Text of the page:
I took a look at this scorpion and decided enough was enough, I told myself…
I’m going to liberate my personal pensions and section 32 policies from high charges, poor fund management and non-existent governance into my new plan which has low charges, good governance and excellent investments.
Here is how it’s gone so far….
In October I decided to get my act together and review my pension plans. I have eight private arrangements. I have an occupational DB plan that’s staying put and it has money purchase AVCs with guaranteed annuity rates – these are going nowhere.
I had benefits under a former employers occupational plan which under investigation now turn out to be in a section 32 policy with an insurer.
I have two 226 policy with negligible transfer values that barely match contributions paid between 1985 and 1988.
I have two personal pensions (one for contracting out) and a stakeholder pension.
I investigated the plans. I checked the charges, the transfer values, the funds and the governance – with the exception of the section 32, all were shocking. I decided to transfer all thse pension plans into my latest employer funded GPP and requested the paperwork.
Having completed all the forms for both ceding and receiving schemes for the six transferring schemes , I sat back and waited ……and waited ….and waited.
At the point of writing (nearly three months later) one out of five transfers has completed. The other five transfers are stuck in the pipeline.
I had sent details of my fund holdings from my current providers to my new scheme but that is not enough, it turns out I have to give them “benefit statements” as well. Well the benefit statements (which are produced at scheme anniversary) are not in my possession and that is because I have moved house several times over the years and the statements are in someone else’s wastepaper bin!
Today I contacted the customer service team at the receiving scheme and asked them to use the letters of authority I’d sent them to contact the ceding schemes to get copies of these statements.
This exchange followed.
Provider “I’m sorry sir, we cannot act on your instructions”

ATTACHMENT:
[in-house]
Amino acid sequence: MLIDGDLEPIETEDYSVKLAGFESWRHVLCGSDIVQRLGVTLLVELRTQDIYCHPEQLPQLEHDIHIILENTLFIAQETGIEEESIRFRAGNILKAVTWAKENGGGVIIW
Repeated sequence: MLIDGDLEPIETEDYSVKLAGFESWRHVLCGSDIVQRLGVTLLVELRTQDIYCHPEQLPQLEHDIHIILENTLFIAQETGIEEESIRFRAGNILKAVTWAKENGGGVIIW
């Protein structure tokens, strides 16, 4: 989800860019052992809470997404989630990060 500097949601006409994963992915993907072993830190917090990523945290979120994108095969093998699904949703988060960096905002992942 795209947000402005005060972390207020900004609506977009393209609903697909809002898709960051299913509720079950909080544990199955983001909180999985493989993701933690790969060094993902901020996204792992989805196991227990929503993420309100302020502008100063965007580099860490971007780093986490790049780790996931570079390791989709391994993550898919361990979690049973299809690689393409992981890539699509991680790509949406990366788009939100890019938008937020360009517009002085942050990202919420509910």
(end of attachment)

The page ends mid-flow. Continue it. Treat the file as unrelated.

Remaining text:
Me; “But I am the customer”
Provider; “That is irrelevant”
To cut a long story short, if I was an adviser there would be no problem but as a customer I am irrelevant.
Personal Pensions were set up to be portable, you are supposed to transfer them from provider to provider without cost and without hassle. That’s what it said on the packet. The reality is that it is now nearly as hard to convince a personal pension provider to accept a transfer value from another personal pension provider as it is from a defined benefit scheme.
The sums involved (to me) are significant, they represent a large proportion of my savings. But I have no control of my money and am treated as a financial self-harmer!
Incidentally the only transfer that has gone through was so ineffeciently processed that I was “out of the market” for nine days (at a cost to me of £2,250 in lost investment returns – so much for electronic trading).
The obvious option is to hand over everything to an IFA and pay a hefty sum to get them to do the administration for me. Whether they’d get the same obstacles as I have I do not know but presumably they’d be consider relevant.
But that’s not the point. I object to paying someone to do something on my behalf that I’m qualified to do myself, (I have the advanced financial planning certificate in a cupboard somewhere!)
If it is as difficult as this for me, what must it be like for others?
For all of the talk of pot following members, my experience suggests that there are such headwinds against the member transferring personal pension pots that the term “personal” should be struck off by trade descriptions. These pots belong to the advisers for whom they are a source of trail commission , to the fund managers who have carte blanche to deduct what they like from the Net Asset Value of my units and to the providers who consider my status as customer “irrelevant”.
Mr Webb, before we get ahead of ourselves in requiring automated transfers in the future, can we do something about easing the gridlock of the past?
It strikes me that I’m a victim of “pension captivity” fraud